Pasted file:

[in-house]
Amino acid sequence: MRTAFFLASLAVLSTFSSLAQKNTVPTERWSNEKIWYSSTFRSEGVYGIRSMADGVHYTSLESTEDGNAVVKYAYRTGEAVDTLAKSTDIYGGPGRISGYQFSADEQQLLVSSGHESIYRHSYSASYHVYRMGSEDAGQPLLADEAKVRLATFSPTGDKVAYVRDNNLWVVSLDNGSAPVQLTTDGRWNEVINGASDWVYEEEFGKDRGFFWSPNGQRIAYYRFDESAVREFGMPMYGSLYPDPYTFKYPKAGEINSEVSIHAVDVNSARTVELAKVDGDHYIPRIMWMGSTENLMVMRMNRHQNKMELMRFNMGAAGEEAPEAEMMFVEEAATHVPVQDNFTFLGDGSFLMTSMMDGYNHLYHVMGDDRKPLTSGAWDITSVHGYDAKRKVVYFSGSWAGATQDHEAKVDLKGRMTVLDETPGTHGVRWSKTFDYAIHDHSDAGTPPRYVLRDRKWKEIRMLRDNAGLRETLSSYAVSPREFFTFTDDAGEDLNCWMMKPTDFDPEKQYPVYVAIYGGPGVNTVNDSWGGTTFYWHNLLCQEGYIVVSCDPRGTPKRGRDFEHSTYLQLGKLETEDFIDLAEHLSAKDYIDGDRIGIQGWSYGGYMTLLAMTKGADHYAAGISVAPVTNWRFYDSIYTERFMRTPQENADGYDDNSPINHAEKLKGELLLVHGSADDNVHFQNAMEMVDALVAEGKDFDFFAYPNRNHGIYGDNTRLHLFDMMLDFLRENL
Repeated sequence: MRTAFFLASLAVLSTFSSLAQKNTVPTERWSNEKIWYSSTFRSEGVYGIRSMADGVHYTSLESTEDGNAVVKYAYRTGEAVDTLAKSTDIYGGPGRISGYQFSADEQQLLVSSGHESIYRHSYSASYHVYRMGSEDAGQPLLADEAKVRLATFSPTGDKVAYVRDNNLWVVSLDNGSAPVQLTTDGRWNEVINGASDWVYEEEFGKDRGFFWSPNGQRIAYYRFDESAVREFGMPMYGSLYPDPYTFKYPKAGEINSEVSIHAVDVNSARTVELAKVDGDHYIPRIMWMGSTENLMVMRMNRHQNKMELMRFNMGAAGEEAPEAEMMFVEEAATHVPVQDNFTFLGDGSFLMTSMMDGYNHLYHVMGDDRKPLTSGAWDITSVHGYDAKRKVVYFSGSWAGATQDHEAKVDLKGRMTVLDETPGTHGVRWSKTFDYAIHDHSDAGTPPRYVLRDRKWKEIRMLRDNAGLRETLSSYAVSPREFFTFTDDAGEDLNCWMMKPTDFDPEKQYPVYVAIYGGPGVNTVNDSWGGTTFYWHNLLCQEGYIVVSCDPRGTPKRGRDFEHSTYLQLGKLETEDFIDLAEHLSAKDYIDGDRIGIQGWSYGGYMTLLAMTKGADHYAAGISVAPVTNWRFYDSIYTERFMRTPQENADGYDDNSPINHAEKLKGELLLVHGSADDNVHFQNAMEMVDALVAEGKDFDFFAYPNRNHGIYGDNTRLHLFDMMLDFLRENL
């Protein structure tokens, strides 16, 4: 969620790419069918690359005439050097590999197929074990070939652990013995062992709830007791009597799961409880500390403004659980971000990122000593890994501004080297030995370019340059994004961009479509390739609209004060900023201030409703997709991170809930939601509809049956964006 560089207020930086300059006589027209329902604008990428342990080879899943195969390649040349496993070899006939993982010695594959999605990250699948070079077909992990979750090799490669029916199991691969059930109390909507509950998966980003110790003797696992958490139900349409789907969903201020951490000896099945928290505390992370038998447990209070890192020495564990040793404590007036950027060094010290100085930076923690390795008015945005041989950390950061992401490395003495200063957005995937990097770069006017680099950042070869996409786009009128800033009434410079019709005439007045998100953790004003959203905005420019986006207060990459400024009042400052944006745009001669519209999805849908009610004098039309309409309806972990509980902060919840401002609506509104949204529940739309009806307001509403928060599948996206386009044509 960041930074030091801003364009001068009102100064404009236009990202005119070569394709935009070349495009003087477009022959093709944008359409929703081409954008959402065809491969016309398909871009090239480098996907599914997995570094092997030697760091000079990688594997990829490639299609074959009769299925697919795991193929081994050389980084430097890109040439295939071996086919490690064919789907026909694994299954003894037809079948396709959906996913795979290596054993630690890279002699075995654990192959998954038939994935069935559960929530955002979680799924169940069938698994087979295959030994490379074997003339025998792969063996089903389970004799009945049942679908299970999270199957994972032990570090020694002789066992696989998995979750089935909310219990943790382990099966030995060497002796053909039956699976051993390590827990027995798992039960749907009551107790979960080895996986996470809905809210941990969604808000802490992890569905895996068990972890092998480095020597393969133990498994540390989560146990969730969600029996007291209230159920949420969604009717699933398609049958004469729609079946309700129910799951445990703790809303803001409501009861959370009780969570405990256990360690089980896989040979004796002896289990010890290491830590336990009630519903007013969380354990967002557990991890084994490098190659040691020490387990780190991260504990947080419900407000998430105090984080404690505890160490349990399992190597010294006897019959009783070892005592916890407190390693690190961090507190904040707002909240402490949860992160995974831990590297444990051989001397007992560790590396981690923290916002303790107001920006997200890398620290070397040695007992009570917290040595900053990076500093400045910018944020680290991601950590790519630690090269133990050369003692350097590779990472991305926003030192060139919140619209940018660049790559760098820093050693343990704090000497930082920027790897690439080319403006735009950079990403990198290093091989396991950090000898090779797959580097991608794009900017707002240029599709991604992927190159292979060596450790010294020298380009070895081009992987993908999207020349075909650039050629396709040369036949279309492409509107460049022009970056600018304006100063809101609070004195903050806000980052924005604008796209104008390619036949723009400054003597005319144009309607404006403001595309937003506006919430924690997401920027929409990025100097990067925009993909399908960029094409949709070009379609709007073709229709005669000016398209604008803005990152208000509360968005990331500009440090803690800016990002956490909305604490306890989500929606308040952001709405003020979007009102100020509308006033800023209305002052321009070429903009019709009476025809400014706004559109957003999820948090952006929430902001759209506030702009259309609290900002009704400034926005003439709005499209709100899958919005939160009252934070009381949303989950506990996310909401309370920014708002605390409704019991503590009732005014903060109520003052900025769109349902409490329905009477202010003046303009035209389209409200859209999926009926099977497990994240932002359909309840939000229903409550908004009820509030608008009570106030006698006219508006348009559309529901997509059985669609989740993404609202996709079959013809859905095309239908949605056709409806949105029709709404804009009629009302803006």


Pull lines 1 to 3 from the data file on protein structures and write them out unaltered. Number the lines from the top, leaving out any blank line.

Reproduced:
[in-house]
Amino acid sequence: MRTAFFLASLAVLSTFSSLAQKNTVPTERWSNEKIWYSSTFRSEGVYGIRSMADGVHYTSLESTEDGNAVVKYAYRTGEAVDTLAKSTDIYGGPGRISGYQFSADEQQLLVSSGHESIYRHSYSASYHVYRMGSEDAGQPLLADEAKVRLATFSPTGDKVAYVRDNNLWVVSLDNGSAPVQLTTDGRWNEVINGASDWVYEEEFGKDRGFFWSPNGQRIAYYRFDESAVREFGMPMYGSLYPDPYTFKYPKAGEINSEVSIHAVDVNSARTVELAKVDGDHYIPRIMWMGSTENLMVMRMNRHQNKMELMRFNMGAAGEEAPEAEMMFVEEAATHVPVQDNFTFLGDGSFLMTSMMDGYNHLYHVMGDDRKPLTSGAWDITSVHGYDAKRKVVYFSGSWAGATQDHEAKVDLKGRMTVLDETPGTHGVRWSKTFDYAIHDHSDAGTPPRYVLRDRKWKEIRMLRDNAGLRETLSSYAVSPREFFTFTDDAGEDLNCWMMKPTDFDPEKQYPVYVAIYGGPGVNTVNDSWGGTTFYWHNLLCQEGYIVVSCDPRGTPKRGRDFEHSTYLQLGKLETEDFIDLAEHLSAKDYIDGDRIGIQGWSYGGYMTLLAMTKGADHYAAGISVAPVTNWRFYDSIYTERFMRTPQENADGYDDNSPINHAEKLKGELLLVHGSADDNVHFQNAMEMVDALVAEGKDFDFFAYPNRNHGIYGDNTRLHLFDMMLDFLRENL
Repeated sequence: MRTAFFLASLAVLSTFSSLAQKNTVPTERWSNEKIWYSSTFRSEGVYGIRSMADGVHYTSLESTEDGNAVVKYAYRTGEAVDTLAKSTDIYGGPGRISGYQFSADEQQLLVSSGHESIYRHSYSASYHVYRMGSEDAGQPLLADEAKVRLATFSPTGDKVAYVRDNNLWVVSLDNGSAPVQLTTDGRWNEVINGASDWVYEEEFGKDRGFFWSPNGQRIAYYRFDESAVREFGMPMYGSLYPDPYTFKYPKAGEINSEVSIHAVDVNSARTVELAKVDGDHYIPRIMWMGSTENLMVMRMNRHQNKMELMRFNMGAAGEEAPEAEMMFVEEAATHVPVQDNFTFLGDGSFLMTSMMDGYNHLYHVMGDDRKPLTSGAWDITSVHGYDAKRKVVYFSGSWAGATQDHEAKVDLKGRMTVLDETPGTHGVRWSKTFDYAIHDHSDAGTPPRYVLRDRKWKEIRMLRDNAGLRETLSSYAVSPREFFTFTDDAGEDLNCWMMKPTDFDPEKQYPVYVAIYGGPGVNTVNDSWGGTTFYWHNLLCQEGYIVVSCDPRGTPKRGRDFEHSTYLQLGKLETEDFIDLAEHLSAKDYIDGDRIGIQGWSYGGYMTLLAMTKGADHYAAGISVAPVTNWRFYDSIYTERFMRTPQENADGYDDNSPINHAEKLKGELLLVHGSADDNVHFQNAMEMVDALVAEGKDFDFFAYPNRNHGIYGDNTRLHLFDMMLDFLRENL